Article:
“My planes, My guns. My money, My soldiers, My blood is on my hands…It’s all my fault.”
I Must Not Think Bad Thoughts, X.
“It’s a hell of a thing, killing a man.” William Munny (Unforgiven)
As a frequent critic of the death penalty, I get one question regularly when I’m asked to explain my position, and it’s a question I wrestle with myself: what about the victim? I read it again yesterday when I posted on Facebook my outrage at the “botched execution” (already a cliché) of Joseph Wood two days ago. I pointed out that Wood took two hours to die, and that he was reportedly “gasping and snorting” for a significant portion of that time. A Facebook friend commented on my post, “What did he do to deserve the execution? Then, I’ll tell you if I have a problem with it.”
What he did was murder his ex-girlfriend and her father in 1989. Apparently distraught over their breakup, Wood went to her father’s business where she worked, shot her father in the chest, grabbed her by the throat, and then, while expressing his love for her and how it was all her fault, shot her as well. She was 29 years old, her father in his mid-50’s. But for Wood, she would likely still be here, and possibly, so would her Dad. Understandably, a relative of the Dietz commented that she was less than sympathetic, having seen her relatives “lying in pools of blood.” Like an extremely high percentage of convicts on death row, Joseph Woods was not a decent guy.
There’s an essential difference between the death of a homicide victim and that of people like Joseph Wood, the homicidal, and it’s not just that the murderers deserve it. The other, seemingly too obvious to mention difference, is that we’re doing the killing. So, if the condemned dies on the injection-bed with a grin on his face, floating away on a rainbow, we did that, but the gasping, snorting, 2 hour torture-deaths like that Wood’s—we did that too. We can look away and say it was the state, and that the condemned deserve what they get, but let’s not kid ourselves. We’re doing it. We advocate for it. We insist on it. We’re all responsible for it.
Relatives of Debbie Dietz
Capital Punishment is not an affront to society because executions hurt, but the recent, so-called “botched executions” illustrate just how barbaric a practice it is, and how barbaric we are for allowing it. A few recent slip-ups:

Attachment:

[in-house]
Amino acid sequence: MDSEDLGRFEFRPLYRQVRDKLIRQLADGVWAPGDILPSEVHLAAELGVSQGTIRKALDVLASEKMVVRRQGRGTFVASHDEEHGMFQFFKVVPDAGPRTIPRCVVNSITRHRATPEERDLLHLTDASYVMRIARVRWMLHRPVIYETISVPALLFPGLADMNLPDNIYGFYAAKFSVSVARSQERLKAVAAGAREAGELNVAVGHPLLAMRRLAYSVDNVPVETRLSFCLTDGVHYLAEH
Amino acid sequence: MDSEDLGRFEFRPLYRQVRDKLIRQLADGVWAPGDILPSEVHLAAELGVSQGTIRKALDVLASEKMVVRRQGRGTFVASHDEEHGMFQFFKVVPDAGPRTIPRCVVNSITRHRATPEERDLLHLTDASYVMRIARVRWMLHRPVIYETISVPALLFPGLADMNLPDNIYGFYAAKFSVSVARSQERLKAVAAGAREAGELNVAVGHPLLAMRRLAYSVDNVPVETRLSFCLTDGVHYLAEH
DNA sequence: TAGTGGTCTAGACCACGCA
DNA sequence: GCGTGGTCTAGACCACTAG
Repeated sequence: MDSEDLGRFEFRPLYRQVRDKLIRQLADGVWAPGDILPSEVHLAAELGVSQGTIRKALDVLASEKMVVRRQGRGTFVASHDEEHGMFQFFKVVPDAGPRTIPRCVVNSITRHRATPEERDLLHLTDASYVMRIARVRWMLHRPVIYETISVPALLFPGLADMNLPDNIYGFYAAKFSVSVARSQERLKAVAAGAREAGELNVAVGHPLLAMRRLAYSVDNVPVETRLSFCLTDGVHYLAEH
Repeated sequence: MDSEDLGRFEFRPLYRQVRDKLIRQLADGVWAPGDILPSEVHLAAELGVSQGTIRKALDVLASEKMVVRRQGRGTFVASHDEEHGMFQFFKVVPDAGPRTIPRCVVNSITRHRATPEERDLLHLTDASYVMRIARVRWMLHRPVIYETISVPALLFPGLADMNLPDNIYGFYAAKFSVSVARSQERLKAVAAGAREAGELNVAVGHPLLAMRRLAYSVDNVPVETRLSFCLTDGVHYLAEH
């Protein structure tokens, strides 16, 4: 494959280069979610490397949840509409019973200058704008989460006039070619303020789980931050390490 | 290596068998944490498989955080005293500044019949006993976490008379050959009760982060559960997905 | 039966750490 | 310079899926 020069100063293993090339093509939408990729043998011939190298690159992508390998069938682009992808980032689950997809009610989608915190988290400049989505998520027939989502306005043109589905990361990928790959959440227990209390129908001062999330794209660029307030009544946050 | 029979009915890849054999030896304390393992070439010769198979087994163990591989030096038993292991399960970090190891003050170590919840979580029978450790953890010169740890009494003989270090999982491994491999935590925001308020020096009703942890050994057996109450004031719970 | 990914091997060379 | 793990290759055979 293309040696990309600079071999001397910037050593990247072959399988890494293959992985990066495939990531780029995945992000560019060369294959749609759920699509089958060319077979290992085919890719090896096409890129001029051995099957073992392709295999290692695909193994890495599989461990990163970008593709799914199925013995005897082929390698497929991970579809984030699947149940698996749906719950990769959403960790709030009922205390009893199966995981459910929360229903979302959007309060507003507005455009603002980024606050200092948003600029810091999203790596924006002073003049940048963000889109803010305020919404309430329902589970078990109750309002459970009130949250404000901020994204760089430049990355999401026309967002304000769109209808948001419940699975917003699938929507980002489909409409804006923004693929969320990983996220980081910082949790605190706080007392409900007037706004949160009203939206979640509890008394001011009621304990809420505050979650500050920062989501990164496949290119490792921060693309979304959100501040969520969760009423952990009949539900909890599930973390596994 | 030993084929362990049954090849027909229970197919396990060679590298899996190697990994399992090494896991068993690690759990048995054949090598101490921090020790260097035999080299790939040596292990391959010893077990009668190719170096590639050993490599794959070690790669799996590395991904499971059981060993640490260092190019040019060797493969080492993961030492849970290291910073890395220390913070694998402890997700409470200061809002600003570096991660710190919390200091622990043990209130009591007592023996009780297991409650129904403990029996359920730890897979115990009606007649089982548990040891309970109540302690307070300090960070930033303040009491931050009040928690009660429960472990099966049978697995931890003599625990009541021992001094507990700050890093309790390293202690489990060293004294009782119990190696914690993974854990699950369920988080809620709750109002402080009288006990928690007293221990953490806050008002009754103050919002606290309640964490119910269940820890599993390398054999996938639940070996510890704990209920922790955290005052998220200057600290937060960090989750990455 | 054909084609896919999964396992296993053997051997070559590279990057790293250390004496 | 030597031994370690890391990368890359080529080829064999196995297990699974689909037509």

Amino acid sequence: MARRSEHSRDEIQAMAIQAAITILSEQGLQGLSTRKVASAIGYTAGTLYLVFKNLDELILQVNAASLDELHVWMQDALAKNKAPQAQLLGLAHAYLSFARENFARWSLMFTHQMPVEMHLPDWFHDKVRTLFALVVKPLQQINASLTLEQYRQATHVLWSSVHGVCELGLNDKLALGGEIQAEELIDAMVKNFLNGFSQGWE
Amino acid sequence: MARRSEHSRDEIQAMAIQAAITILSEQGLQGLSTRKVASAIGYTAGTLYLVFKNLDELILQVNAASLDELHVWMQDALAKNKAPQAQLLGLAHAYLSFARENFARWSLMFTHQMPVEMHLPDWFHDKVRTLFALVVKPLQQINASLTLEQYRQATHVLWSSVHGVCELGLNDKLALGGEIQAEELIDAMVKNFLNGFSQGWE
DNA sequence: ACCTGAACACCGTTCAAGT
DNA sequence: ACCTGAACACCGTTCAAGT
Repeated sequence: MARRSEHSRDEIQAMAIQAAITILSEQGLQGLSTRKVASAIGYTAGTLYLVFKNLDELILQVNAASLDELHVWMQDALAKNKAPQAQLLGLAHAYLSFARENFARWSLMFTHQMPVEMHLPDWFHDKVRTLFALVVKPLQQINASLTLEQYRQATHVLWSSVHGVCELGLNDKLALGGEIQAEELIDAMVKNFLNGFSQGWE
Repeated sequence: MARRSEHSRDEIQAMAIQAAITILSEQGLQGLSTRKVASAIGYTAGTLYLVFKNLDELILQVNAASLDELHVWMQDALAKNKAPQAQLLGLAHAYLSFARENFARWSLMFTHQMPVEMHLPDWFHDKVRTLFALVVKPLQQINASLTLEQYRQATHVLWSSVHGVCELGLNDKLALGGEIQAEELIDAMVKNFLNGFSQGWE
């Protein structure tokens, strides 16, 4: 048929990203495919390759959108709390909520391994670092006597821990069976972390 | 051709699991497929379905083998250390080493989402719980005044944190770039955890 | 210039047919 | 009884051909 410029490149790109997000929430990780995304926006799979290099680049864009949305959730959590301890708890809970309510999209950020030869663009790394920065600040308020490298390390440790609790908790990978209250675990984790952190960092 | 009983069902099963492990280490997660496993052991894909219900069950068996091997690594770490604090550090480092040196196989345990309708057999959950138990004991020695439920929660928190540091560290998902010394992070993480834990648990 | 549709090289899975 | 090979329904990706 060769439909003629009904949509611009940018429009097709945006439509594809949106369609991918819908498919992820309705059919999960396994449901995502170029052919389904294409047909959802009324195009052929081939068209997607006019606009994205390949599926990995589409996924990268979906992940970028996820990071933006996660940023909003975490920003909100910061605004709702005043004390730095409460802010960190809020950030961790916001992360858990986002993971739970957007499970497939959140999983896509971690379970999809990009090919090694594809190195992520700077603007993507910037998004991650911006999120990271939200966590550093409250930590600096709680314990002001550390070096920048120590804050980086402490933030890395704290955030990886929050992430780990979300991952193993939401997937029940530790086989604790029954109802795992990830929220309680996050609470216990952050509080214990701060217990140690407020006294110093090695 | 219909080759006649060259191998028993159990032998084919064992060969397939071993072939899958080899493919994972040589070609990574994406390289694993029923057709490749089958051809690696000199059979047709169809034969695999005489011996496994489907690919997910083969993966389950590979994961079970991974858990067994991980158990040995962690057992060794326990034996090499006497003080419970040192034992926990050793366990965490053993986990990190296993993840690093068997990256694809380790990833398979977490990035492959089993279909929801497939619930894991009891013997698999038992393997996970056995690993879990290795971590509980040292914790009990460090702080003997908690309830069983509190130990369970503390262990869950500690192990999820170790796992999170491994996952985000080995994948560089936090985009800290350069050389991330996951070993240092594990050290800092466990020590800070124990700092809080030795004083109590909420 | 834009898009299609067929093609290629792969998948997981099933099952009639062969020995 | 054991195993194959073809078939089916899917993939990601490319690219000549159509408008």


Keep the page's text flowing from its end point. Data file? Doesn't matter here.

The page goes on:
- Joseph Woods allegedly gasped 660 times during his lengthy execution;
- In Oklahoma, Michael Wilson declared as the lethal drugs entered his system, “I feel my whole body burning.”
- Dennis McGuire’s execution took 25 minutes on January 16th, during which he repeatedly gasped;
- Clayton Lockett’s execution was almost called off when the catheter was pushed through a vein in his groin into his tissue, so the drugs didn’t circulate through his bloodstream, causing him to writhe in pain for about 45 minutes. He died of a heart attack.
“2014 is Already the Worst Year in the History of Lethal Injection,” Ben Crain, The New Republic.
None of these people deserve our affection. Here’s what they did: Wilson beat a coworker to death with an aluminum baseball bat while robbing the convenience store where they worked; McGuire cut the throat of a young woman advanced in pregnancy; Lockett buried a 19 year old woman alive .
Victims Joy Stewart (McGuire) and Stephanie Newman (Lockett)
The need for revenge is strong with us, and it’s understandable to feel that if anyone needs to die in pain, it’s these four. Bereaved relatives of the victim express possible gratification for the pain these four suffered, and that makes sense, considering the pain these four caused.
Execution by lethal injection is just the latest method of execution designed to kill more humanely, and there’s a reason we try to kill humanely. It’s not because the constitution bans cruel and unusual punishment. It’s not because we feel a man who buries a woman alive deserves a gentle death. It’s because we’re killing people, and we like to believe the killing we do is dignified. We kill the way good people kill. We kill, but we’re better people than the ones we’re killing.
When do we look at ourselves and say something is wrong with our view? When do we say that there’s something wrong with advocating for the kind of death of a man that causes him to yell, “I feel my whole body’s burning?” When we shrug at these stories and say “they deserved it,” do we think our hands are clean?
We have some bad people among us. Let’s not forget that we are the ones torturing some of those people to death.